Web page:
In the south-western part of Burkina Faso, a landlocked country in west Africa, near the Ghanaian border, lies a small, circular village of about 1.2 hectares, called Tiebele. Set in the heart of Kassena country, Tiebele is famous for its Sukhala or colorful windowless traditional houses. It is inhabited by people of Kassena, who first settled the region in the 15th century, the oldest ethnic group in Burkina Faso. Women of Tiebelè decorate their homes by painting intricate designs on the exterior walls of their houses, using colored mud and chalk. Tiébélé’s houses are built with defense in mind, whether that is against the climate or potential enemies. The doors are small to offer protection and there are barely any windows. Pictured: A woman is seen in her Sukhala house in Tiebelè Village, where she stores crock pots.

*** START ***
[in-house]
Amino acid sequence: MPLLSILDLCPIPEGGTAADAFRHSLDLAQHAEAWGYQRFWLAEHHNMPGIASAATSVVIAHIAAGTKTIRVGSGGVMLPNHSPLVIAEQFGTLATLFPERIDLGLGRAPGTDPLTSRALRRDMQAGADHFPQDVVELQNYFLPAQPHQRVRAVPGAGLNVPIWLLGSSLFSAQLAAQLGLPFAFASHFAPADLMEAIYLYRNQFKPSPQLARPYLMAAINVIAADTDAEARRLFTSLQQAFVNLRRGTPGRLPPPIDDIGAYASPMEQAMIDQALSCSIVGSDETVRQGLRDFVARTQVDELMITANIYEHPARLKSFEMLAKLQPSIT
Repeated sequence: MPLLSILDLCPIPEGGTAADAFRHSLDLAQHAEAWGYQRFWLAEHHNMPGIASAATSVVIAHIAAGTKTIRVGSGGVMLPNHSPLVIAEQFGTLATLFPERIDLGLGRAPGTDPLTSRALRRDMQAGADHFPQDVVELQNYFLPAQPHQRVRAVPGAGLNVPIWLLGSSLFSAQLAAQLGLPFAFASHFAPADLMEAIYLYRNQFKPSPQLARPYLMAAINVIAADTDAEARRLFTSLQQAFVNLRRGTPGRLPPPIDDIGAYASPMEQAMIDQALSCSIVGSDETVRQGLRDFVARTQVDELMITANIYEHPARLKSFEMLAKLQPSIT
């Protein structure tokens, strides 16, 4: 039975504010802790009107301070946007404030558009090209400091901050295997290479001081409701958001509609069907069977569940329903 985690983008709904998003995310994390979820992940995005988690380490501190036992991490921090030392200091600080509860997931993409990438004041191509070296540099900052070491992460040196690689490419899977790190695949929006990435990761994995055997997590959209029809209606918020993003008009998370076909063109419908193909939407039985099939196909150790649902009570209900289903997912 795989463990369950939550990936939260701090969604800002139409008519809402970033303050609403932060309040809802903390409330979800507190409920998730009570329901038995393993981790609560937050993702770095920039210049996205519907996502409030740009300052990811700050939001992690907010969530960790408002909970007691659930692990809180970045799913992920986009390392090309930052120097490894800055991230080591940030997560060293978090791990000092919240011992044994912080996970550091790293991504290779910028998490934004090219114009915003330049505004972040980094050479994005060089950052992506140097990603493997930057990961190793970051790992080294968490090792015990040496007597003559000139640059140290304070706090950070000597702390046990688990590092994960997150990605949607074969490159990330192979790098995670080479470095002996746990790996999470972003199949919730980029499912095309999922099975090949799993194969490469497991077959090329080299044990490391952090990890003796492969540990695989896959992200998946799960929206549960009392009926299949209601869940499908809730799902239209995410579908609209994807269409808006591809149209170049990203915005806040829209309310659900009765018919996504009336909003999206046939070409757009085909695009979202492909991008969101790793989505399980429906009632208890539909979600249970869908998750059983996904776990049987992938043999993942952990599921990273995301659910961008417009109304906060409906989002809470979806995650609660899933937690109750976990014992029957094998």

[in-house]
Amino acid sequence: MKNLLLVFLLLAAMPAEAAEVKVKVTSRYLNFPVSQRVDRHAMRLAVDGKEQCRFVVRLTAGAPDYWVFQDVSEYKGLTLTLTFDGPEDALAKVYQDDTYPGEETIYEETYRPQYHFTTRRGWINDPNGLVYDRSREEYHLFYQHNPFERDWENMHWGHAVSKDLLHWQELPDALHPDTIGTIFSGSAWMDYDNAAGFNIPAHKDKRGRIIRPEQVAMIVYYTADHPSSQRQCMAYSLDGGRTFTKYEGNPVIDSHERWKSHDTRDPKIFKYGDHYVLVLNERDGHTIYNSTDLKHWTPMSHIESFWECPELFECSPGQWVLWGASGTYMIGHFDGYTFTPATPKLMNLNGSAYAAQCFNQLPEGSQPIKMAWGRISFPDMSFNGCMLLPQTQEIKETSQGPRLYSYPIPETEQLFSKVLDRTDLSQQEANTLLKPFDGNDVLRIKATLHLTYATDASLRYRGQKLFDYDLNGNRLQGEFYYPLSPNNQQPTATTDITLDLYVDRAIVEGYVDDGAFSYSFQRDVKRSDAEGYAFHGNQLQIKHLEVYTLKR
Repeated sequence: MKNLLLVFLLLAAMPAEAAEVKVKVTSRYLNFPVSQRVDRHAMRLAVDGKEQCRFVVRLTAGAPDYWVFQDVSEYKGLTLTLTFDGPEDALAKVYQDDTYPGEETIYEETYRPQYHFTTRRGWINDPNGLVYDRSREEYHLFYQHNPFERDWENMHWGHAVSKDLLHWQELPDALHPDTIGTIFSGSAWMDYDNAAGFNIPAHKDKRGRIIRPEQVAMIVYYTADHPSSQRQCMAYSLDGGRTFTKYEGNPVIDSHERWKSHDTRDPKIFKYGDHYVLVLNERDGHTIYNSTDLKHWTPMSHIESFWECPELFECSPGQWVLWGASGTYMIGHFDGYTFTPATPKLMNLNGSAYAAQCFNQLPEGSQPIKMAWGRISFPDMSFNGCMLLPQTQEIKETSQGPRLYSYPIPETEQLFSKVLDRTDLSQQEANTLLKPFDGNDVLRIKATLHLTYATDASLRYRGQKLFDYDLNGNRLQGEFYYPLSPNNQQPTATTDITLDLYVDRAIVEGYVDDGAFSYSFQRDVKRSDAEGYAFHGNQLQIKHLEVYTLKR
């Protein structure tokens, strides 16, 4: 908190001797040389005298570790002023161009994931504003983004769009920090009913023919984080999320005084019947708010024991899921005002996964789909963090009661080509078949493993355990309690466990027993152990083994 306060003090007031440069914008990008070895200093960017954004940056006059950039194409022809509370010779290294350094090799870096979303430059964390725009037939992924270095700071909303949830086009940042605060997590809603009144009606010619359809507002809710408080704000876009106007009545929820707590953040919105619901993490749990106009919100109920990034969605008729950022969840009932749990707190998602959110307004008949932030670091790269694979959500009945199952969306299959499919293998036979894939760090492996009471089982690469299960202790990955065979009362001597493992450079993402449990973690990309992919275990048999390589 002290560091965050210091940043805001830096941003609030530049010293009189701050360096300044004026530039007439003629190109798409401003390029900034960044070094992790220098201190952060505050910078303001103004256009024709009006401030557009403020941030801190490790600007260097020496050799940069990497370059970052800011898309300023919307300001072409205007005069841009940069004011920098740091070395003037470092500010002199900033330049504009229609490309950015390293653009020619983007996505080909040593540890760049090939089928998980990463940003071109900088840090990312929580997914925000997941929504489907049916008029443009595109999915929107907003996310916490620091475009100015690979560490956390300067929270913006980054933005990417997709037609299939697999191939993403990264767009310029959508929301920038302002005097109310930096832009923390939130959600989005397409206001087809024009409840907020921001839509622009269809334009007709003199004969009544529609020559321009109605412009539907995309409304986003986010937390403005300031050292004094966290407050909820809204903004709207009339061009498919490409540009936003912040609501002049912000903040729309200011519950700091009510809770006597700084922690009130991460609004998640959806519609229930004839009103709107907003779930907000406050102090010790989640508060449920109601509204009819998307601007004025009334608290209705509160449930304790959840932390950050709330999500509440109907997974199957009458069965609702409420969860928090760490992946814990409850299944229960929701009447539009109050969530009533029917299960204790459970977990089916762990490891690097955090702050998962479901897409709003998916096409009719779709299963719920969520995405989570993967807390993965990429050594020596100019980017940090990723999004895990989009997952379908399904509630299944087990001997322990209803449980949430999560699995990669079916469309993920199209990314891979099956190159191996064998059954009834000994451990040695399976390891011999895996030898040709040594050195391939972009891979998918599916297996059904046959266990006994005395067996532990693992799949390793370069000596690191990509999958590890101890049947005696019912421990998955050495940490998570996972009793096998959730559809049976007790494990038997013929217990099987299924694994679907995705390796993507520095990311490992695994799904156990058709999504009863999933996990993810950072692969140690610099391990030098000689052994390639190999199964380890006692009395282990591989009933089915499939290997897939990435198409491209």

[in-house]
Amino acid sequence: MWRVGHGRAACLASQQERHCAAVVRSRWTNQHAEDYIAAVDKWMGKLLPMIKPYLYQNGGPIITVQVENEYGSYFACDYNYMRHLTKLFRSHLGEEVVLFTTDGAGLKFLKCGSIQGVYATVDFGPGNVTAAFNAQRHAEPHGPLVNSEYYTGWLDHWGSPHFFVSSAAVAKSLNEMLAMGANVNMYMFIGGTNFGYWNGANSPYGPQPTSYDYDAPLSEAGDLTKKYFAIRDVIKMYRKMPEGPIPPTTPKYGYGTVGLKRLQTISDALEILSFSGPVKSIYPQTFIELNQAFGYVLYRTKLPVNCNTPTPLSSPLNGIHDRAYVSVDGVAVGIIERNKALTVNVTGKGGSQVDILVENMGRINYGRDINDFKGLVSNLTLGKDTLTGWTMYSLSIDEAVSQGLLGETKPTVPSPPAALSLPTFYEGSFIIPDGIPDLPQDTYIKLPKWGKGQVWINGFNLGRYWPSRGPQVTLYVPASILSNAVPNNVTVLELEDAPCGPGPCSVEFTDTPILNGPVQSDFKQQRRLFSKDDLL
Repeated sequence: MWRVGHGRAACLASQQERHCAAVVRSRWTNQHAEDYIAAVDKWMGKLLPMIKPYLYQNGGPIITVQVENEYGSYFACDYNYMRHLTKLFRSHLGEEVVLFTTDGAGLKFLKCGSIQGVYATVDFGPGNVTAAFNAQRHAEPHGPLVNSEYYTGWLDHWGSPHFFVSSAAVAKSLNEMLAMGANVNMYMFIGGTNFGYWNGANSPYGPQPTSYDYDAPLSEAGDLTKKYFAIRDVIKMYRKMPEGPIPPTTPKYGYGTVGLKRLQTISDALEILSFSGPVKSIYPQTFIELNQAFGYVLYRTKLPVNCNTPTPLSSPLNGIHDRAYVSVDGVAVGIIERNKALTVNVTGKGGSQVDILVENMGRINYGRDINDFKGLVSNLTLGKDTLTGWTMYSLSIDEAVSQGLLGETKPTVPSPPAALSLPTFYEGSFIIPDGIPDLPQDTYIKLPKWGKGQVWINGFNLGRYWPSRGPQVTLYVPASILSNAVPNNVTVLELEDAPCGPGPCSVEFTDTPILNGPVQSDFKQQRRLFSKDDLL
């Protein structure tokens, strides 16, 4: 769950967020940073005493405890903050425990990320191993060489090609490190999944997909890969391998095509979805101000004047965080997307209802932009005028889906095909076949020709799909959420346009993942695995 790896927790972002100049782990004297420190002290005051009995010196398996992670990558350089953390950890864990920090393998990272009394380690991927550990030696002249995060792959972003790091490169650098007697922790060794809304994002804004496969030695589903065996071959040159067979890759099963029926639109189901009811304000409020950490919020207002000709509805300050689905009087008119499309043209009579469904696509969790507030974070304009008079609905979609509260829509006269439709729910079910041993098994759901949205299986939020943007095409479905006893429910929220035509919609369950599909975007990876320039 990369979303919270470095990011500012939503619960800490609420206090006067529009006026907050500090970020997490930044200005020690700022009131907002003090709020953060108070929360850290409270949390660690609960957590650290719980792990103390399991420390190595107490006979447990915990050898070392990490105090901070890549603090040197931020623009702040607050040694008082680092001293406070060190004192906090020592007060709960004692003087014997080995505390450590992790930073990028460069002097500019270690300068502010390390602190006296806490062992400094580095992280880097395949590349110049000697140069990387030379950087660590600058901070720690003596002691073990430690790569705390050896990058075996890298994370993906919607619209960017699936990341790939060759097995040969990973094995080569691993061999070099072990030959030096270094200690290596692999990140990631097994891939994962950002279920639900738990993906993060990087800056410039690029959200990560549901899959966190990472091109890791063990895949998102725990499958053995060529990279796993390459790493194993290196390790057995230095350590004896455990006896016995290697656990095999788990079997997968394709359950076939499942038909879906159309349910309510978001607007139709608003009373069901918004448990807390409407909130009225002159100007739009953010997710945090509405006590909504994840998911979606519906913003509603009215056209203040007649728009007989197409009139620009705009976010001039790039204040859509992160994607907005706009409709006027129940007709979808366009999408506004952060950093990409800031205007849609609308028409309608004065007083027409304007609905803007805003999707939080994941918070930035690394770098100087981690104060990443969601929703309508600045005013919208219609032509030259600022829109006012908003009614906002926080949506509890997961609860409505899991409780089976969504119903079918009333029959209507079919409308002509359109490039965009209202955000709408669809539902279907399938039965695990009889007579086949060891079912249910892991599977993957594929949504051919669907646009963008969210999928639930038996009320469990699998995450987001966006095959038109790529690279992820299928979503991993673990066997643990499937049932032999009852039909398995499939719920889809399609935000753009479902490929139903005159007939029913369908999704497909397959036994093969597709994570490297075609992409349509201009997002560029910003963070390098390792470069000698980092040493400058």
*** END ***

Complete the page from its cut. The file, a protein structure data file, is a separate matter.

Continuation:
|Photo Location:||kassena, Burkina Faso|
|Camera:||Canon EOS-1D Mark III|
|Copyright:||© Antonino Condorelli|